Dawson cemetery signDawson’s Disasters

Ultimately, Dawson’s tale was marred by multiple tragedies. Two major mining disasters devastated the community, one in 1913 and another in 1923.

The first catastrophe occurred in Mine No. 2. On October 22, 1913. There was a massive explosion in the mine, shooting flames 100-feet into the air. People felt the blast two miles away. Though relief teams rushed to the scene, with volunteers coming in from Kansas and Wyoming, most of the 286 miners who entered the mine that morning died. Additionally, two first responders died during the rescue effort. In total, there were 23 survivors. 14 miners from an unaffected section emerged safely and a rescue crew extracted nine miners found unconscious near the bottom of the airshaft. One of them, George Mavroidis, witnessed 16 men die before he blacked out. A subsequent investigation determined that a dynamite charge ignited coal dust.

Of the 263 fatalities, 37 were Americans, 129 were from Italy, 52 were from Greece, and 30 were from Mexico. 17 of the Italians were from the same family; immigrants from Fiumalbo, a small town in northern Italy. Angelo Santi was the youngest of the family to die. He was 16 and had been in the U.S. for just over a month.

Despite the tragic loss of life, coal mining in Dawson continued. The remaining mines were productive and new miners moved to the community. Then, on February 8, 1923, there was was an explosion in Mine No. 1. A mine car derailed, knocking down timbers. The electric trolley cable spewed sparks, once again igniting coal dust. In total, 123 miners died that day, many of them descended from the men who died in 1913.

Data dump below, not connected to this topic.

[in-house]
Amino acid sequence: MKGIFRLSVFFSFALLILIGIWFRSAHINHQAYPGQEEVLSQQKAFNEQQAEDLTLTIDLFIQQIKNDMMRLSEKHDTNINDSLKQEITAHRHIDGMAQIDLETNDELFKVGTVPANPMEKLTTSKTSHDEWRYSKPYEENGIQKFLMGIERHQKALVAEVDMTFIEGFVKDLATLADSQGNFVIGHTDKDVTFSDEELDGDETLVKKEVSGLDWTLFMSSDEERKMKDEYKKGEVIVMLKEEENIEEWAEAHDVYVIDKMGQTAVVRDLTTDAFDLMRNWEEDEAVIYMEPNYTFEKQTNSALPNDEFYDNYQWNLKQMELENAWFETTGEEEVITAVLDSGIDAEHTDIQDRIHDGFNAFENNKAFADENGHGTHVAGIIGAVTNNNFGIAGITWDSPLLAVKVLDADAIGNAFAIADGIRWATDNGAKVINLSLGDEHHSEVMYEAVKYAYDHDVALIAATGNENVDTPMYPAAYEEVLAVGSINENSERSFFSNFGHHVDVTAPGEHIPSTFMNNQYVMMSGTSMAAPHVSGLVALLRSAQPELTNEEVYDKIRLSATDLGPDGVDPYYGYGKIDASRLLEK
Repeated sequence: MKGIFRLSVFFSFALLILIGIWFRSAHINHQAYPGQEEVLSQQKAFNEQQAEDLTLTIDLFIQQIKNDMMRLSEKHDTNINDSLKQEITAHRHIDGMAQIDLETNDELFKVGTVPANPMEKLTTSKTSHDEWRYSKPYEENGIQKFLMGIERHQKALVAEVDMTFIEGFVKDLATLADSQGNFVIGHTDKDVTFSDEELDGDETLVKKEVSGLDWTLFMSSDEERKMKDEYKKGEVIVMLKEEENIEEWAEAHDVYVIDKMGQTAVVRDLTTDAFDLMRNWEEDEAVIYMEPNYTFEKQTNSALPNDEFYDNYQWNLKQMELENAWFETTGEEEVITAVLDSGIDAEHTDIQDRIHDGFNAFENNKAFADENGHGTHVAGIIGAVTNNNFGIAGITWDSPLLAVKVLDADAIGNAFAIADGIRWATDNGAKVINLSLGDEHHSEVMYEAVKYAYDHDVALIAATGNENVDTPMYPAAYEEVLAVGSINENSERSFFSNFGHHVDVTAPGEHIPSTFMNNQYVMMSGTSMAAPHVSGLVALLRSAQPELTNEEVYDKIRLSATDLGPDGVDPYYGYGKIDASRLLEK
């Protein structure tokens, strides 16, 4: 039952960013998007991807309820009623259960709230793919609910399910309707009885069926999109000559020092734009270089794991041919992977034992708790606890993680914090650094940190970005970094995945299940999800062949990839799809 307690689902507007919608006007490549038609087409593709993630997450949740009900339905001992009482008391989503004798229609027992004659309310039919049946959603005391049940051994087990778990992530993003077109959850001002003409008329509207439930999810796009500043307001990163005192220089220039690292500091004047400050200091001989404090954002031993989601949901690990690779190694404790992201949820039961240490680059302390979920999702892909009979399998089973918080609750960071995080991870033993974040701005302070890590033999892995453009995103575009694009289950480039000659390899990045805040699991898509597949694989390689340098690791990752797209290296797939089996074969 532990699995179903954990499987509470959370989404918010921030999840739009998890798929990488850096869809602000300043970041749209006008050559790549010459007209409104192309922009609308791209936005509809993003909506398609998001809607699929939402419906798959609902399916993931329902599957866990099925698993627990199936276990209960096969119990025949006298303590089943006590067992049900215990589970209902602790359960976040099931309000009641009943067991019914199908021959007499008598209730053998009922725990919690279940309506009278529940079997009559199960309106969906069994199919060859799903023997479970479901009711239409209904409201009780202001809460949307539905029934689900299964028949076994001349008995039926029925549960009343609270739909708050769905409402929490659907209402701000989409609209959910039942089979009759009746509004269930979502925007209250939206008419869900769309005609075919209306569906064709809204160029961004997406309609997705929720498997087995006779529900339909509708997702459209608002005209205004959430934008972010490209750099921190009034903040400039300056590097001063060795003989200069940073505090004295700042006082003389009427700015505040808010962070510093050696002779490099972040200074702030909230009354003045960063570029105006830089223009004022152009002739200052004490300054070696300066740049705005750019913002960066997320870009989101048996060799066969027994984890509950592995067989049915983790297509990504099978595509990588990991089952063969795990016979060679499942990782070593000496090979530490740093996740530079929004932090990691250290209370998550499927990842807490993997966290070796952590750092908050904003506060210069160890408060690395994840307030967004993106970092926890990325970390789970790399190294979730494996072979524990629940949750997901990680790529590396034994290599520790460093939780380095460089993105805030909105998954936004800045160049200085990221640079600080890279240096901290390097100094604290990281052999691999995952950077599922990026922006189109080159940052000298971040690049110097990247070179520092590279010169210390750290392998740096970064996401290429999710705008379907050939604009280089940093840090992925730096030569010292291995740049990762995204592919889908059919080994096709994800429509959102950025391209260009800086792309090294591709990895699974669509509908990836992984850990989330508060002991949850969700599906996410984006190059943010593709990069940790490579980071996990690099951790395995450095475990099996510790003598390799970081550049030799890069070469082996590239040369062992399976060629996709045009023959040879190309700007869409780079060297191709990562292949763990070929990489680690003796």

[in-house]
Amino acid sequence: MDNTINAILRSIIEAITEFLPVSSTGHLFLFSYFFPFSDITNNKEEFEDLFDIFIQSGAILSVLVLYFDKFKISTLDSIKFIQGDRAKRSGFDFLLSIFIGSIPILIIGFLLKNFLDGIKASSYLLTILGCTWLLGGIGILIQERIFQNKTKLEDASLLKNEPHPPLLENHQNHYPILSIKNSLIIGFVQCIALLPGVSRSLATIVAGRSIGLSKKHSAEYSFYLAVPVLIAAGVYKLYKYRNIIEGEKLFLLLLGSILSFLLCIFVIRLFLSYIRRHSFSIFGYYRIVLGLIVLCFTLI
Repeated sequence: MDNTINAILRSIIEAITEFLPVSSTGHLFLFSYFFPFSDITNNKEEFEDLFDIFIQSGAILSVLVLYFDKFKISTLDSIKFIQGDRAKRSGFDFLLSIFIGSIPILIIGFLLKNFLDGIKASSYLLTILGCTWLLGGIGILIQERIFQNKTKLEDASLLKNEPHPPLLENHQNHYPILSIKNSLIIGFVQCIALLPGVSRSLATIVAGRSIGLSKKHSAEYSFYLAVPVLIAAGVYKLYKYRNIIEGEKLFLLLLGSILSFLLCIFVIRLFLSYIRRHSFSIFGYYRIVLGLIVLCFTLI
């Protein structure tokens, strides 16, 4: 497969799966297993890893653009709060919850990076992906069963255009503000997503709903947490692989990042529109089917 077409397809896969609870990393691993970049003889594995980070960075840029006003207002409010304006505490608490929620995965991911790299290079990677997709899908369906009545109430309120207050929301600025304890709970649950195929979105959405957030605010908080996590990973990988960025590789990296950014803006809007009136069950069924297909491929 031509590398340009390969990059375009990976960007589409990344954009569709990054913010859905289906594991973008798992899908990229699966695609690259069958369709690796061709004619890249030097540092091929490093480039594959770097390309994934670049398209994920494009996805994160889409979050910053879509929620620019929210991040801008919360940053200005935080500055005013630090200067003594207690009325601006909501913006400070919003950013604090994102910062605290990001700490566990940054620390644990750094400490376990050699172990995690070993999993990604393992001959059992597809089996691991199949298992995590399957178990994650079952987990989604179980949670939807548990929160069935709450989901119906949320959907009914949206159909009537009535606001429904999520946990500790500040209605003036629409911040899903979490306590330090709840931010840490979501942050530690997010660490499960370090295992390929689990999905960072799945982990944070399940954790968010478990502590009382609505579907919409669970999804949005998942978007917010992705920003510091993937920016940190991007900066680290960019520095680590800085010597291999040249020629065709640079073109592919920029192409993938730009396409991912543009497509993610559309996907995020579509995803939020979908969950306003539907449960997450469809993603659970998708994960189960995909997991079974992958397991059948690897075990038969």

Transition to Ghost Town

Though several of the mines closed due to declining demand and diminished production, coal mining continued in Dawson for another 27 years. However, when the 25-year contract with the Southern Pacific Railroad lapsed in 1950, Phelps Dodge decided to shut down the remaining mines and sell everything, including mining equipment and the entire town of Dawson. The only exception to the full-town fire sale was the Catholic Church. Phelps Dodge turned the church over to the diocese before selling the town to the National Iron and Metal Company of Phoenix, Arizona.

Phelps Dodge gave long-time residents 30 days to vacate, then sold, salvaged, and razed the community. They leveled the department store, opera house, hospital, and other structures. They sold some of the houses, which were relocated to other communities and removed the Southern Pacific rails to Tucumcari, though the Santa Fe Railroad later rebuilt the track to facilitate mining in York Canyon.

Dolores Huerta | Notable Local

Dolores Huerta, the co-founder of United Farm Workers with Cesar Chavez in the late 1960s, was born in Dawson on April 10, 1930. Her father, Juan Fernández, served as a labor organizer and a state lawmaker in 1938. Her grandfather and uncle died in the Dawson mines. She was 3 when her parents divorced. Her mother started a new life with Dolores and her two brothers in Stockton, California. Her father stayed in New Mexico, largely absent from his children’s lives.

Alicia Chávez built her own business, opening a successful restaurant and a 70-room hotel. She was known for her kindness and generosity, welcoming low-wage workers and farm worker’s families at affordable prices, occasionally providing free housing. Dolores was inspired by her mother to advocate for farm workers, becoming a lifelong champion for the working class and disenfranchised.


Take NM-64 north from Cimarron. The turnoff to Dawson is A38 , about 12 miles east of Cimarron. It is a dirt road. About 5 miles in, A38 crosses the railroad tracks a second time. Look for a dirt road on the right or the historical marker about the cemetery. Visit the cemetery, listed on the National Register of Historic Places, or look for what little remains of Dawson by continuing north on A38. A38 turns into Barus Road, then splits into Lauretta Road and Rail Canyon Road.

Dirt road to Dawson